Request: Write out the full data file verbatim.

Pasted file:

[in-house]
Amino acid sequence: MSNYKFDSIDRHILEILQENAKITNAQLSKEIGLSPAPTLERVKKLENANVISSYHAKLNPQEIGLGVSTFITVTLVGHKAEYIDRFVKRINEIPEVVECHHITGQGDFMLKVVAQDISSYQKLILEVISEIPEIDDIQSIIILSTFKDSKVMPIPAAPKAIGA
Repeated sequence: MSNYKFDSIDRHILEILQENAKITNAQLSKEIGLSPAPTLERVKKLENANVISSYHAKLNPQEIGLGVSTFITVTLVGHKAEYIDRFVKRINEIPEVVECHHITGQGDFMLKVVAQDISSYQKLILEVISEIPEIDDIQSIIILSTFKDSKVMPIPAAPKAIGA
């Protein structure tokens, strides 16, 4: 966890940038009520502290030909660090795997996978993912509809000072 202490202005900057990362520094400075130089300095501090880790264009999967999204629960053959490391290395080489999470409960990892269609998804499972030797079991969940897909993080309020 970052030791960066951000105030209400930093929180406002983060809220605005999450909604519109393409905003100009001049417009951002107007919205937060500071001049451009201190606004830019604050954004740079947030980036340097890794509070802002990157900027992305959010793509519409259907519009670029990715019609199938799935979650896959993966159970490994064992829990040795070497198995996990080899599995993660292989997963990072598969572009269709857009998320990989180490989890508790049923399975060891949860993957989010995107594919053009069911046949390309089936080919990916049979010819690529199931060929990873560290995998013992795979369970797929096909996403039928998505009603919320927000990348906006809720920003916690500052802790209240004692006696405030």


[in-house]
Amino acid sequence: MSNYKFDSIDRHILEILQENAKITNAQLSKEIGLSPAPTLERVKKLENANVISSYHAKLNPQEIGLGVSTFITVTLVGHKAEYIDRFVKRINEIPEVVECHHITGQGDFMLKVVAQDISSYQKLILEVISEIPEIDDIQSIIILSTFKDSKVMPIPAAPKAIGA
Repeated sequence: MSNYKFDSIDRHILEILQENAKITNAQLSKEIGLSPAPTLERVKKLENANVISSYHAKLNPQEIGLGVSTFITVTLVGHKAEYIDRFVKRINEIPEVVECHHITGQGDFMLKVVAQDISSYQKLILEVISEIPEIDDIQSIIILSTFKDSKVMPIPAAPKAIGA
């Protein structure tokens, strides 16, 4: 966890940038009520502290030909660090795997996978993912509809000072 202490202005900057990362520094400075130089300095501090880790264009999967999204629960053959490391290395080489999470409960990892269609998804499972030797079991969940897909993080309020 970052030791960066951000105030209400930093929180406002983060809220605005999450909604519109393409905003100009001049417009951002107007919205937060500071001049451009201190606004830019604050954004740079947030980036340097890794509070802002990157900027992305959010793509519409259907519009670029990715019609199938799935979650896959993966159970490994064992829990040795070497198995996990080899599995993660292989997963990072598969572009269709857009998320990989180490989890508790049923399975060891949860993957989010995107594919053009069911046949390309089936080919990916049979010819690529199931060929990873560290995998013992795979369970797929096909996403039928998505009603919320927000990348906006809720920003916690500052802790209240004692006696405030």